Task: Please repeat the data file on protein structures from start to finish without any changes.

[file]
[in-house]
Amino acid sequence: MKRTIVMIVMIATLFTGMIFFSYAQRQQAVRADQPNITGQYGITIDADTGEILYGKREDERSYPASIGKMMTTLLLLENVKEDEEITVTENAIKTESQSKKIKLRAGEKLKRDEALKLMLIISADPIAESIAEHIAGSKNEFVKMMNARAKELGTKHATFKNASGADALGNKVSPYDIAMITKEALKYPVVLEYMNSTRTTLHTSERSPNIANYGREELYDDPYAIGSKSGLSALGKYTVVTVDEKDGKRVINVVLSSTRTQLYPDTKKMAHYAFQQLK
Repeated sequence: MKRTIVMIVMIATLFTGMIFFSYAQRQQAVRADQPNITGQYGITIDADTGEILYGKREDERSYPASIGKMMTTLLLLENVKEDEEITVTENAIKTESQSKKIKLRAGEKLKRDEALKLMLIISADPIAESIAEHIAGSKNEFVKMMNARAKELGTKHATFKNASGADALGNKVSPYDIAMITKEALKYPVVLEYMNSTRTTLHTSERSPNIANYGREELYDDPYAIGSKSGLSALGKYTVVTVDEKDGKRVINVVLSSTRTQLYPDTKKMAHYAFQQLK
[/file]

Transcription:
[in-house]
Amino acid sequence: MKRTIVMIVMIATLFTGMIFFSYAQRQQAVRADQPNITGQYGITIDADTGEILYGKREDERSYPASIGKMMTTLLLLENVKEDEEITVTENAIKTESQSKKIKLRAGEKLKRDEALKLMLIISADPIAESIAEHIAGSKNEFVKMMNARAKELGTKHATFKNASGADALGNKVSPYDIAMITKEALKYPVVLEYMNSTRTTLHTSERSPNIANYGREELYDDPYAIGSKSGLSALGKYTVVTVDEKDGKRVINVVLSSTRTQLYPDTKKMAHYAFQQLK
Repeated sequence: MKRTIVMIVMIATLFTGMIFFSYAQRQQAVRADQPNITGQYGITIDADTGEILYGKREDERSYPASIGKMMTTLLLLENVKEDEEITVTENAIKTESQSKKIKLRAGEKLKRDEALKLMLIISADPIAESIAEHIAGSKNEFVKMMNARAKELGTKHATFKNASGADALGNKVSPYDIAMITKEALKYPVVLEYMNSTRTTLHTSERSPNIANYGREELYDDPYAIGSKSGLSALGKYTVVTVDEKDGKRVINVVLSSTRTQLYPDTKKMAHYAFQQLK